Promote Community Safety through Alternatives to Incarceration
Our criminal justice system should keep us safe, treat people fairly and respectfully, and be flexible and ready to change with the times. However, we are currently saddled with an outdated, unfair and bloated criminal justice system that drains resources and disrupts communities. Our prisons are too big and too full, and our reasons for locking people up are not well-thought out. Our policies have been overly punitive and have created incentives that promote inefficiency, systemic racial discrimination, and high levels of incarceration. To promote pragmatic law enforcement that supports communities, the government should prioritize communities over incarceration. Criminal justice policies should incentivize the reduction of the incarceration rate, work to eliminate racial discrimination, and aim to heal communities that have been harmed by the high rates of incarceration through the incorporation of restorative justice practices and the creation of community healing spaces.
Solutions & Actions to Promote Community Safety through Policies that Promote Fairness & Reduce Incarceration
1) Invest in Communities over Incarceration
The President should draft an Executive Order, based on the executive authority to set prosecutorial priorities and to manage the federal prisons system, directing federal law enforcement agencies to prioritize policies and practices that reduce incarceration and prioritize community investment over imprisonment as a strategy for ensuring public safety.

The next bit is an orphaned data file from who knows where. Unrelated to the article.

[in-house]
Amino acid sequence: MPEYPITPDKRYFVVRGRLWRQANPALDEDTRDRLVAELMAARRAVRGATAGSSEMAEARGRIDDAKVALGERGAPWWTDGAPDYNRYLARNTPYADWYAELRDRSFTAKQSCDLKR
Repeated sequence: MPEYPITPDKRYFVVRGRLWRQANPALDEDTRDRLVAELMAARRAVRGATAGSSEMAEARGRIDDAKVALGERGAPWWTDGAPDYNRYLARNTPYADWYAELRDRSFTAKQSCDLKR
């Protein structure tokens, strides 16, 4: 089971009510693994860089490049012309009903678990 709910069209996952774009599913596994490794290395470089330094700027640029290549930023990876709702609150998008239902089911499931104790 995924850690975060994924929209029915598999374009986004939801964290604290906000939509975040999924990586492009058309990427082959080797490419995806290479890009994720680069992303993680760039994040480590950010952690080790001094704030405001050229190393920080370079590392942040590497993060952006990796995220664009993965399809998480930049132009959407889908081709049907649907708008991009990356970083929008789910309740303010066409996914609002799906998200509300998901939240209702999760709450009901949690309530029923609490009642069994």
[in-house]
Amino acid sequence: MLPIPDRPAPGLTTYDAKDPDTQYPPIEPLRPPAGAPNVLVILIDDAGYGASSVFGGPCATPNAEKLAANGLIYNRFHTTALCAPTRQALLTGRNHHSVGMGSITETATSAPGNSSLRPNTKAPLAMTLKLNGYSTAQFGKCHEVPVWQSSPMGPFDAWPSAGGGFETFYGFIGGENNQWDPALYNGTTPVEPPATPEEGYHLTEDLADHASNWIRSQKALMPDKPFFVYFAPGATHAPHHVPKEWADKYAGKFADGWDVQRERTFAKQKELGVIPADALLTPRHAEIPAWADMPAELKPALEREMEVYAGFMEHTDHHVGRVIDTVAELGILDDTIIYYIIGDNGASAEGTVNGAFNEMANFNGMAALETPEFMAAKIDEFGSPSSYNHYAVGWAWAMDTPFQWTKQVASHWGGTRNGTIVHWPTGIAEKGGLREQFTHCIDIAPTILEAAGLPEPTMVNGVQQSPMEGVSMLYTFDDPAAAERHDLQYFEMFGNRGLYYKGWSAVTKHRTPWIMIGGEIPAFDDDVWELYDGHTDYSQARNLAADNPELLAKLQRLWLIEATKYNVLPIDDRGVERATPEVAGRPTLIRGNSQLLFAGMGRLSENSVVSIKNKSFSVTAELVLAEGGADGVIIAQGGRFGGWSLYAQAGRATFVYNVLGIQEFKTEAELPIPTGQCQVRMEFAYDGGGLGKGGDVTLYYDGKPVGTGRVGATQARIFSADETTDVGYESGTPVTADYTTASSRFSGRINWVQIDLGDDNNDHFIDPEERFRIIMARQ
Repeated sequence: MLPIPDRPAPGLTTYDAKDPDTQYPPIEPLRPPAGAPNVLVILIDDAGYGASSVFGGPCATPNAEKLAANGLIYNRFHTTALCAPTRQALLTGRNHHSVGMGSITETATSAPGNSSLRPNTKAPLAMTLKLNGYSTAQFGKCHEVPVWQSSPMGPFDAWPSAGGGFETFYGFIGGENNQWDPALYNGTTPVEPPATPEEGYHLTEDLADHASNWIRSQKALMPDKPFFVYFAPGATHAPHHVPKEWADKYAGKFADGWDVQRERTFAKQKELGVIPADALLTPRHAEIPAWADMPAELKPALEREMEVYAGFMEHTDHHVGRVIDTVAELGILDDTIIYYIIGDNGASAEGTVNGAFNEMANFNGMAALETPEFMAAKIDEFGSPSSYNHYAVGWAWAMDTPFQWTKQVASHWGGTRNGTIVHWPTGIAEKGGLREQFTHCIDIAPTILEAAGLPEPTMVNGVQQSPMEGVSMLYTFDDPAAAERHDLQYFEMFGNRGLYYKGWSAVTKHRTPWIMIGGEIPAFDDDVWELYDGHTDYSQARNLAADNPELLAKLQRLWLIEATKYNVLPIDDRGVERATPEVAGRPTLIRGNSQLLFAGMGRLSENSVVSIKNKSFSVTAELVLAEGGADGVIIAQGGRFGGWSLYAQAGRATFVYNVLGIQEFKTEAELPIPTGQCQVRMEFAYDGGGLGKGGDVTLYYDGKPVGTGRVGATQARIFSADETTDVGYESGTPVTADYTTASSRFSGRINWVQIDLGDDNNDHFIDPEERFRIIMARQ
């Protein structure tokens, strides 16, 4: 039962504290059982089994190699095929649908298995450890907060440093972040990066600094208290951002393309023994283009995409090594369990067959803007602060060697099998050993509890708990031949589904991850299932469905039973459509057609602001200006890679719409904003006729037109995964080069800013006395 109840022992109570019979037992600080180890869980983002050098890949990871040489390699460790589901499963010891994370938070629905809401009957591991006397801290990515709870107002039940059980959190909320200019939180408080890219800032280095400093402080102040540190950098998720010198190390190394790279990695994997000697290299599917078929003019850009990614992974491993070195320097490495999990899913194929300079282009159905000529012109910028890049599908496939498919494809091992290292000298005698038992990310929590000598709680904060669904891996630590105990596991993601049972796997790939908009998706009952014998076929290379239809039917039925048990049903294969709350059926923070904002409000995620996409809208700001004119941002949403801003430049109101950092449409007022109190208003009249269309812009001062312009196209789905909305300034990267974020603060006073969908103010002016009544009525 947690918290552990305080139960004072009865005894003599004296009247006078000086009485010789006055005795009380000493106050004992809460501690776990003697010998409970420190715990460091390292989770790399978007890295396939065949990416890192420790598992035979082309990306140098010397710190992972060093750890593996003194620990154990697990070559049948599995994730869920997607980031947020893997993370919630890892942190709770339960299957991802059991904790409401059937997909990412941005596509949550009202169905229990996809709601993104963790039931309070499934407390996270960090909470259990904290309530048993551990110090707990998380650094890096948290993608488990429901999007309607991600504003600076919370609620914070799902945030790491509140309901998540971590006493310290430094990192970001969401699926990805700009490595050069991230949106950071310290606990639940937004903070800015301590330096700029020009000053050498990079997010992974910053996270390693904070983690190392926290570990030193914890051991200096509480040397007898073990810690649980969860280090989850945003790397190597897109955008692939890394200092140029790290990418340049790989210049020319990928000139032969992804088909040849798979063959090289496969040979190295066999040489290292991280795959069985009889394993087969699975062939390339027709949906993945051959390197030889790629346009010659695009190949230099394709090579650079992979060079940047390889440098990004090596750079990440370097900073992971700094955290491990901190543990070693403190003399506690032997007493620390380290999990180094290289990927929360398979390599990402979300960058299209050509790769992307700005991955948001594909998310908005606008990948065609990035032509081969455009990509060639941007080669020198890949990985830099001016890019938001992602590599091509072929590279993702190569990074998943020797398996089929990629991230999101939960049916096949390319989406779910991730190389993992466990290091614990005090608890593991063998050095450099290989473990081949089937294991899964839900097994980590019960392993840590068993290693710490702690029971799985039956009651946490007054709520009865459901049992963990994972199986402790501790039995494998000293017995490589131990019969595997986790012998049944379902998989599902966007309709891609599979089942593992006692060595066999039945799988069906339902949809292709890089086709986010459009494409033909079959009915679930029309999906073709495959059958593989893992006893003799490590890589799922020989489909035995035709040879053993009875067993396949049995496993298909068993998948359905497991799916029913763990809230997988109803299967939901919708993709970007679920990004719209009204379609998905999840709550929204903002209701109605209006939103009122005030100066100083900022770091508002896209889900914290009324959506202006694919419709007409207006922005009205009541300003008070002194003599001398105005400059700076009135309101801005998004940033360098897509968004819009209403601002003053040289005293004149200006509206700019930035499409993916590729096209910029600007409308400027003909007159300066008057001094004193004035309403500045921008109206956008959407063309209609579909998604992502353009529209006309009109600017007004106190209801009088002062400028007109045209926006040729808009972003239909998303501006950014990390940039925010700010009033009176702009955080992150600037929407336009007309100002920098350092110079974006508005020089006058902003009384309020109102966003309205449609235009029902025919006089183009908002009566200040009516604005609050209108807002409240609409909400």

2) Don’t Fund Bad Actors
The DOJ Civil Rights Division and the DOJ Office of Community Oriented Policing Services should work together to ensure police departments that are under investigation or have outstanding cases for statutory and constitutional violations are not awarded grants to hire additional police officers by establishing an interagency taskforce dedicated to ensuring that the DOJ is not inadvertently rewarding bad actors. The Department of Justice (DOJ) should only fund law enforcement agencies that provide specific and demonstrable action plans for addressing unwarranted racial disparities and racial profiling in law enforcement activities in their funding applications to ensure compliance with Title VI of the Civil Rights Act of 1964.
3) Prohibit “Volume-Based” Performance Measures
Legislatures should prohibit performance metrics that reward criminal justice agents for increasing their volumes of prosecutions, tickets, summonses, arrests, probation violations, and other punitive civilian encounters; provide protection for whistle-blowers to report unofficial “volume-based” performance metrics; and create strict penalties for law enforcement agencies with such unofficial policies.
4) Use Restorative Justice in the Criminal Justice System
Local governments and the judiciary should establish restorative justice programs that address community justice matters, including programs that address serious offenses. Restorative justice programs seek to repair the harm caused to victims and communities, and include practices such as family group conferences, mediation, community decision making, and mechanisms for restitution.
5) Use More Pardons and Expedite Commutations
The President ensure that pardons, which fully or conditionally forgive crimes, are used more extensively to address injustice in the criminal justice system, including taking steps to provide additional resources to the Pardons Office. Furthermore, the President should expedite the commutations process and eliminate bureaucratic barriers to relief.
6) Re-Commit to Human Rights